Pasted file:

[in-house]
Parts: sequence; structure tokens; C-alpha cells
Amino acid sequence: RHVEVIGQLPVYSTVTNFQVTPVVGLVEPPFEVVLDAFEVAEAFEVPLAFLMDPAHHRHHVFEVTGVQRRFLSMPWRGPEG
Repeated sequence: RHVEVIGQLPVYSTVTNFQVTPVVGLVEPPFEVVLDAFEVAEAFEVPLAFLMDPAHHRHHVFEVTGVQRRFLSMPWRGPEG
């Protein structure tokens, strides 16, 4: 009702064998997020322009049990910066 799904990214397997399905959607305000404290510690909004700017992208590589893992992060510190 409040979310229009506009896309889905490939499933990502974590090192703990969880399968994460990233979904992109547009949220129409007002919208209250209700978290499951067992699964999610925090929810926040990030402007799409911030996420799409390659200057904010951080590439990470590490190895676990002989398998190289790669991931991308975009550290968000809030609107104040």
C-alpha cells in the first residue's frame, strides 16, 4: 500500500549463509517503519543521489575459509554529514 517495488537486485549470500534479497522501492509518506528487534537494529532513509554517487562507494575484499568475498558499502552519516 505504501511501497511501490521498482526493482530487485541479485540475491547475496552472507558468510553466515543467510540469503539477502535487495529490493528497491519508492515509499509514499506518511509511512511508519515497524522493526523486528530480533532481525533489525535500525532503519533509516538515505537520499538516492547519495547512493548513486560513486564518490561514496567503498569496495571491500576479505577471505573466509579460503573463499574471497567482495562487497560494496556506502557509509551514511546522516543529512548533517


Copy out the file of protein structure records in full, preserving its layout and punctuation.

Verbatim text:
[in-house]
Parts: sequence; structure tokens; C-alpha cells
Amino acid sequence: RHVEVIGQLPVYSTVTNFQVTPVVGLVEPPFEVVLDAFEVAEAFEVPLAFLMDPAHHRHHVFEVTGVQRRFLSMPWRGPEG
Repeated sequence: RHVEVIGQLPVYSTVTNFQVTPVVGLVEPPFEVVLDAFEVAEAFEVPLAFLMDPAHHRHHVFEVTGVQRRFLSMPWRGPEG
């Protein structure tokens, strides 16, 4: 009702064998997020322009049990910066 799904990214397997399905959607305000404290510690909004700017992208590589893992992060510190 409040979310229009506009896309889905490939499933990502974590090192703990969880399968994460990233979904992109547009949220129409007002919208209250209700978290499951067992699964999610925090929810926040990030402007799409911030996420799409390659200057904010951080590439990470590490190895676990002989398998190289790669991931991308975009550290968000809030609107104040």
C-alpha cells in the first residue's frame, strides 16, 4: 500500500549463509517503519543521489575459509554529514 517495488537486485549470500534479497522501492509518506528487534537494529532513509554517487562507494575484499568475498558499502552519516 505504501511501497511501490521498482526493482530487485541479485540475491547475496552472507558468510553466515543467510540469503539477502535487495529490493528497491519508492515509499509514499506518511509511512511508519515497524522493526523486528530480533532481525533489525535500525532503519533509516538515505537520499538516492547519495547512493548513486560513486564518490561514496567503498569496495571491500576479505577471505573466509579460503573463499574471497567482495562487497560494496556506502557509509551514511546522516543529512548533517